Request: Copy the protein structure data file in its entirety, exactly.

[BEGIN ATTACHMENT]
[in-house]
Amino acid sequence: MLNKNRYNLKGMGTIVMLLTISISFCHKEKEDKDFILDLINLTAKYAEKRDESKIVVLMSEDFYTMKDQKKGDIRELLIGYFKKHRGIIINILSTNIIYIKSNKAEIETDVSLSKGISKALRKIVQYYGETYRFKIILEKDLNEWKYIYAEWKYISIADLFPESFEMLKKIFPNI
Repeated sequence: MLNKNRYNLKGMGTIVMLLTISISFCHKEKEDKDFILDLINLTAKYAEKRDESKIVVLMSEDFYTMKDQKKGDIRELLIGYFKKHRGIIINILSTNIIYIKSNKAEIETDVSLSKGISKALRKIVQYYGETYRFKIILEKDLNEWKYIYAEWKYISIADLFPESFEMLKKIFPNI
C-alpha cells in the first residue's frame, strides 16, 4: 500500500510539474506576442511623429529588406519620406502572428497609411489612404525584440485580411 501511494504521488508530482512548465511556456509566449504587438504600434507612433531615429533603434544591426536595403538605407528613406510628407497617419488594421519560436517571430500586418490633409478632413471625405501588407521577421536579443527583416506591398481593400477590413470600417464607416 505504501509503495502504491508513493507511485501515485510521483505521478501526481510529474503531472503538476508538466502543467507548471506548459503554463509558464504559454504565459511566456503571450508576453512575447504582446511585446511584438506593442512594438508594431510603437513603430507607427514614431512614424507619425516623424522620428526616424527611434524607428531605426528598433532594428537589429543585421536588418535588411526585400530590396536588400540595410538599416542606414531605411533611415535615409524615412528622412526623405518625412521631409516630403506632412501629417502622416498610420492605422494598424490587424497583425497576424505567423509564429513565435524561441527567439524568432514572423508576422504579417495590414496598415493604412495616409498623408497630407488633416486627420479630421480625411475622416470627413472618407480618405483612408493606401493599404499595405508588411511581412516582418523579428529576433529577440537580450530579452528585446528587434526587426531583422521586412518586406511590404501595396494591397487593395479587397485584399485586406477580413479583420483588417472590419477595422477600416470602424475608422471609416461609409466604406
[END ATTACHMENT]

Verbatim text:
[in-house]
Amino acid sequence: MLNKNRYNLKGMGTIVMLLTISISFCHKEKEDKDFILDLINLTAKYAEKRDESKIVVLMSEDFYTMKDQKKGDIRELLIGYFKKHRGIIINILSTNIIYIKSNKAEIETDVSLSKGISKALRKIVQYYGETYRFKIILEKDLNEWKYIYAEWKYISIADLFPESFEMLKKIFPNI
Repeated sequence: MLNKNRYNLKGMGTIVMLLTISISFCHKEKEDKDFILDLINLTAKYAEKRDESKIVVLMSEDFYTMKDQKKGDIRELLIGYFKKHRGIIINILSTNIIYIKSNKAEIETDVSLSKGISKALRKIVQYYGETYRFKIILEKDLNEWKYIYAEWKYISIADLFPESFEMLKKIFPNI
C-alpha cells in the first residue's frame, strides 16, 4: 500500500510539474506576442511623429529588406519620406502572428497609411489612404525584440485580411 501511494504521488508530482512548465511556456509566449504587438504600434507612433531615429533603434544591426536595403538605407528613406510628407497617419488594421519560436517571430500586418490633409478632413471625405501588407521577421536579443527583416506591398481593400477590413470600417464607416 505504501509503495502504491508513493507511485501515485510521483505521478501526481510529474503531472503538476508538466502543467507548471506548459503554463509558464504559454504565459511566456503571450508576453512575447504582446511585446511584438506593442512594438508594431510603437513603430507607427514614431512614424507619425516623424522620428526616424527611434524607428531605426528598433532594428537589429543585421536588418535588411526585400530590396536588400540595410538599416542606414531605411533611415535615409524615412528622412526623405518625412521631409516630403506632412501629417502622416498610420492605422494598424490587424497583425497576424505567423509564429513565435524561441527567439524568432514572423508576422504579417495590414496598415493604412495616409498623408497630407488633416486627420479630421480625411475622416470627413472618407480618405483612408493606401493599404499595405508588411511581412516582418523579428529576433529577440537580450530579452528585446528587434526587426531583422521586412518586406511590404501595396494591397487593395479587397485584399485586406477580413479583420483588417472590419477595422477600416470602424475608422471609416461609409466604406